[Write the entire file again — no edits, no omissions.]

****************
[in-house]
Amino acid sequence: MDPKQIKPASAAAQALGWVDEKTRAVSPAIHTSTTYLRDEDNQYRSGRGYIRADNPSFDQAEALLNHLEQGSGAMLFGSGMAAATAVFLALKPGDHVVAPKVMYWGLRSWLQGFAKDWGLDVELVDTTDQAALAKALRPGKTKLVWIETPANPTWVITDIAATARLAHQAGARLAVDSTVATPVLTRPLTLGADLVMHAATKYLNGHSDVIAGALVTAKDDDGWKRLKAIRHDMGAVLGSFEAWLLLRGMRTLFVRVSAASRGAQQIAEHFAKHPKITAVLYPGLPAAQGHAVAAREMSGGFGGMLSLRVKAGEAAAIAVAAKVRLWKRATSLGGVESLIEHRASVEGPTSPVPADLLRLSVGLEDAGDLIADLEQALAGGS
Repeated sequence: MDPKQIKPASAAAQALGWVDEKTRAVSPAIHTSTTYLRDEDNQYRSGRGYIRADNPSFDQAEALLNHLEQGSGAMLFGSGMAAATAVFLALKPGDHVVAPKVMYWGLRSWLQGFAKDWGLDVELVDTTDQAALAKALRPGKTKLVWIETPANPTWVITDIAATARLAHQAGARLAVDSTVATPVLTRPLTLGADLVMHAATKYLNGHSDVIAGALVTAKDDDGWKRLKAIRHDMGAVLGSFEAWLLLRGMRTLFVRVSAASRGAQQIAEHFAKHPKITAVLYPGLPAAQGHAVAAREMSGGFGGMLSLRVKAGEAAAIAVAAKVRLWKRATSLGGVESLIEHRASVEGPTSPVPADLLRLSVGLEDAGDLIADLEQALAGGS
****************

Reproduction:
[in-house]
Amino acid sequence: MDPKQIKPASAAAQALGWVDEKTRAVSPAIHTSTTYLRDEDNQYRSGRGYIRADNPSFDQAEALLNHLEQGSGAMLFGSGMAAATAVFLALKPGDHVVAPKVMYWGLRSWLQGFAKDWGLDVELVDTTDQAALAKALRPGKTKLVWIETPANPTWVITDIAATARLAHQAGARLAVDSTVATPVLTRPLTLGADLVMHAATKYLNGHSDVIAGALVTAKDDDGWKRLKAIRHDMGAVLGSFEAWLLLRGMRTLFVRVSAASRGAQQIAEHFAKHPKITAVLYPGLPAAQGHAVAAREMSGGFGGMLSLRVKAGEAAAIAVAAKVRLWKRATSLGGVESLIEHRASVEGPTSPVPADLLRLSVGLEDAGDLIADLEQALAGGS
Repeated sequence: MDPKQIKPASAAAQALGWVDEKTRAVSPAIHTSTTYLRDEDNQYRSGRGYIRADNPSFDQAEALLNHLEQGSGAMLFGSGMAAATAVFLALKPGDHVVAPKVMYWGLRSWLQGFAKDWGLDVELVDTTDQAALAKALRPGKTKLVWIETPANPTWVITDIAATARLAHQAGARLAVDSTVATPVLTRPLTLGADLVMHAATKYLNGHSDVIAGALVTAKDDDGWKRLKAIRHDMGAVLGSFEAWLLLRGMRTLFVRVSAASRGAQQIAEHFAKHPKITAVLYPGLPAAQGHAVAAREMSGGFGGMLSLRVKAGEAAAIAVAAKVRLWKRATSLGGVESLIEHRASVEGPTSPVPADLLRLSVGLEDAGDLIADLEQALAGGS